Voter Apathy – the unused voices of democracy
Who is to blame when a bad leader is elected? The people who didn’t vote or the people who did vote or the democratic system itself?
Kenya will hold general elections which include voting for numerous leaders such as members of parliament, senators and most important the president. These general elections are held every 5 years and this year specifically on August 8, 2017. If the 2013 presidential elections are anything to go by, I will be expecting at least 9 candidates to run for our top seat, each promising an impressive array of development initiatives. So far, according to the Independent Electoral and Boundaries Commission (IEBC), the organization responsible for carrying out the electoral process, there are 25,095,292 million Kenyans who are eligible to vote. As of December 2016, though, only 15,961,627 Kenyans have registered, leaving a gap of 9,130,269 Kenyans.
Why have so many eligible citizens not registered to vote? I can’t speak for all the 9,000,000 plus Kenyans who haven’t registered to vote, but I can speak for one whom I know quite well. She’s my sister.
She was not eligible to vote in the last election because she was still under 18, and now that she is eligible, she sees no point in voting. When I think about what the leadership of our country has been up to over the last five years, I can begin to sympathize. Here’s a selection of what has been happening over the last half decade.
- 2013 – The salary of Members of Parliament and other elected government leaders was hiked within months after being elected to approximately USD 9,000 monthly, despite them already being one of the highest paid politicians in the world. To add to the charming picture, over 40% of Kenyans live below the poverty line or rather earn approximately USD 2,000 annually!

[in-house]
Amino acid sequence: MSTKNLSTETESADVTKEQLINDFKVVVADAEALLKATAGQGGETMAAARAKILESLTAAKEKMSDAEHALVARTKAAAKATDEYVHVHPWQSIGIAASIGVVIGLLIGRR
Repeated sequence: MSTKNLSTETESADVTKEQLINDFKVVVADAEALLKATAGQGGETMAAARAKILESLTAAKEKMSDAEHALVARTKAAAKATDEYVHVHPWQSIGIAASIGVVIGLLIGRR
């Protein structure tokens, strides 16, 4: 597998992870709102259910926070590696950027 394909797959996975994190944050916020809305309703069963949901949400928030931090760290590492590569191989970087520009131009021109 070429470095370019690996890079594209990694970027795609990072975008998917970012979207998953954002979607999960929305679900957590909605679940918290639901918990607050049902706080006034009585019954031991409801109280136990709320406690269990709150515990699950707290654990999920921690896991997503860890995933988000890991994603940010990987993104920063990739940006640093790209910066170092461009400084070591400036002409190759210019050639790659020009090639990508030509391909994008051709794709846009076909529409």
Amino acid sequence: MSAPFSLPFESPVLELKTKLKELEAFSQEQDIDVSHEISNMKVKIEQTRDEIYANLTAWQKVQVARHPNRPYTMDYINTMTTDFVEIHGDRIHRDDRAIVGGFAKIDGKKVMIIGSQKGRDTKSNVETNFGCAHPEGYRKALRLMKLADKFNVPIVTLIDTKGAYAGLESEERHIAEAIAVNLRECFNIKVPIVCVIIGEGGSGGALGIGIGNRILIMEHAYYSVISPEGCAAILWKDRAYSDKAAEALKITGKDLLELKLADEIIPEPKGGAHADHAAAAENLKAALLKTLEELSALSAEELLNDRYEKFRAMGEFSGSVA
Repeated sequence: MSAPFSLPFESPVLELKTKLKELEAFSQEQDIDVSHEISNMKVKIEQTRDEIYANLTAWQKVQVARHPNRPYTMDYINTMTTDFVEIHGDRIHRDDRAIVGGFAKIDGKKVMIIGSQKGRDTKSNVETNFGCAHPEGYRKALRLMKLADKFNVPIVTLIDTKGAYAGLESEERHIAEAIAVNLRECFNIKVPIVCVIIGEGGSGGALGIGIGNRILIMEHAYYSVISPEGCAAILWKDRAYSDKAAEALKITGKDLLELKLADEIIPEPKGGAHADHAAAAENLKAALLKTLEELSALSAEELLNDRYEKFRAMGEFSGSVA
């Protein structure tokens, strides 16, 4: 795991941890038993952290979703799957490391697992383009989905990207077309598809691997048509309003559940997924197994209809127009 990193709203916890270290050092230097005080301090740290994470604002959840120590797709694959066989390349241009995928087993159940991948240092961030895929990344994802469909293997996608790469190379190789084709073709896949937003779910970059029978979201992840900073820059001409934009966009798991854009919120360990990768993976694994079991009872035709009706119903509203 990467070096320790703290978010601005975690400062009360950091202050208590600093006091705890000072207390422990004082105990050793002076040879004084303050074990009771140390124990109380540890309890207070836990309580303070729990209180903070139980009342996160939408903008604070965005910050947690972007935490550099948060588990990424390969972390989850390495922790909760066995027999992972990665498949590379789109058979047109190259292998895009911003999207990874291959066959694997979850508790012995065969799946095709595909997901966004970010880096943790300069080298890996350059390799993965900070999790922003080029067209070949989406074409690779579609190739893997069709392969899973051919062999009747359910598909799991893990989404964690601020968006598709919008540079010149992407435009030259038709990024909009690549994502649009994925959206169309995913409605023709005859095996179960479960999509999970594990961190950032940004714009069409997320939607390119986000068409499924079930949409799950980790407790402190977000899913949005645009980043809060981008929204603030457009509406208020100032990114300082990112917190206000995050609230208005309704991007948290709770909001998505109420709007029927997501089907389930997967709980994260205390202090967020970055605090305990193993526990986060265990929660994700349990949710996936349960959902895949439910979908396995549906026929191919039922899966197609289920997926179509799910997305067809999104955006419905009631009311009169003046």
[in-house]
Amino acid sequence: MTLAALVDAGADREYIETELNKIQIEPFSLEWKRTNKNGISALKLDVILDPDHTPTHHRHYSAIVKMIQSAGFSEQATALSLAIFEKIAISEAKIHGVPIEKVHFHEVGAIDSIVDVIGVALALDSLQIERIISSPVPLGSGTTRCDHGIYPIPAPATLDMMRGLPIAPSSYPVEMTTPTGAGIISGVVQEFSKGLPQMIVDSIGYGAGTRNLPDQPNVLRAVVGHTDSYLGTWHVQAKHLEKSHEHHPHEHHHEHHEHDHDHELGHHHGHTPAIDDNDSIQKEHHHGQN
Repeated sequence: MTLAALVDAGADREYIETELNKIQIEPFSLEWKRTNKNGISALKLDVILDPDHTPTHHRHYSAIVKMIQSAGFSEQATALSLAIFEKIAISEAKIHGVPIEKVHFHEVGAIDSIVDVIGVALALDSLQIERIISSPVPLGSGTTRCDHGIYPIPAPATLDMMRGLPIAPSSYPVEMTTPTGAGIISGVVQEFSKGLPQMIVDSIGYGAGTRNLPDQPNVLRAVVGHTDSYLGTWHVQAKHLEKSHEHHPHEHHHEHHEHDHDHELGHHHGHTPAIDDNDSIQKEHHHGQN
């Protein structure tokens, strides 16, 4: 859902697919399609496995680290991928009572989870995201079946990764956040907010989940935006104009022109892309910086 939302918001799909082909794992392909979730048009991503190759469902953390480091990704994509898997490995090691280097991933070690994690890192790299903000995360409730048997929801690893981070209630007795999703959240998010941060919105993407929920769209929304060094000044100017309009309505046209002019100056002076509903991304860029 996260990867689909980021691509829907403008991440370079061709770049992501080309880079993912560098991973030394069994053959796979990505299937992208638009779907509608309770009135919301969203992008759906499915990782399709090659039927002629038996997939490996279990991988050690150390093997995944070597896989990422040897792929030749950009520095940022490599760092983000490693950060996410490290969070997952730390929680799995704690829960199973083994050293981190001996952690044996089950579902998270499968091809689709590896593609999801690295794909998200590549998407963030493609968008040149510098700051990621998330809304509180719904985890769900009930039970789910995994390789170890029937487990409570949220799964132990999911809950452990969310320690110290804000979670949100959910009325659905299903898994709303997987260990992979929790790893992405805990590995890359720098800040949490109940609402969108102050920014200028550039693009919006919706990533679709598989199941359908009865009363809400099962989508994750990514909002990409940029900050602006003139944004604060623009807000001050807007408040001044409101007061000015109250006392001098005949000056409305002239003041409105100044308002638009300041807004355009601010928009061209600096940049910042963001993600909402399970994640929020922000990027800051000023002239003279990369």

- 2014 – A KSH 24.6 billion (USD 233,000,000) tender to provide laptops for standard one pupils (average age: 6 – 7) was cancelled after questions were raised about the firm who was awarded the contract: it transpired that some of the schools for which the laptops were going to be procured did not even have classrooms.
- 2015 – Some of the Independent Elections and Boundary Commission (IEBC) officials pocketed approximately KSH 50 million (USD 486,000) as bribes according to investigations conducted by UK's Serious Fraud Office (SFO). IEBC is the organization that conducts the general elections. 2016 – Kenya’s Auditor General estimates that the National Youth Service is missing KSH 1.67 billion (USD 9,000,000).
- 2016 –KSH 5.3 billion (USD 48,000,000) go missing from the Health Ministry, despite a concurrent doctors’ strike for lack of remuneration.
- 2016 – Doctors go on strike over lack of pay and poor working conditions within state health facilities.
- 2017 – Doctors are jailed following a failure to reach consensus with the government over the strike.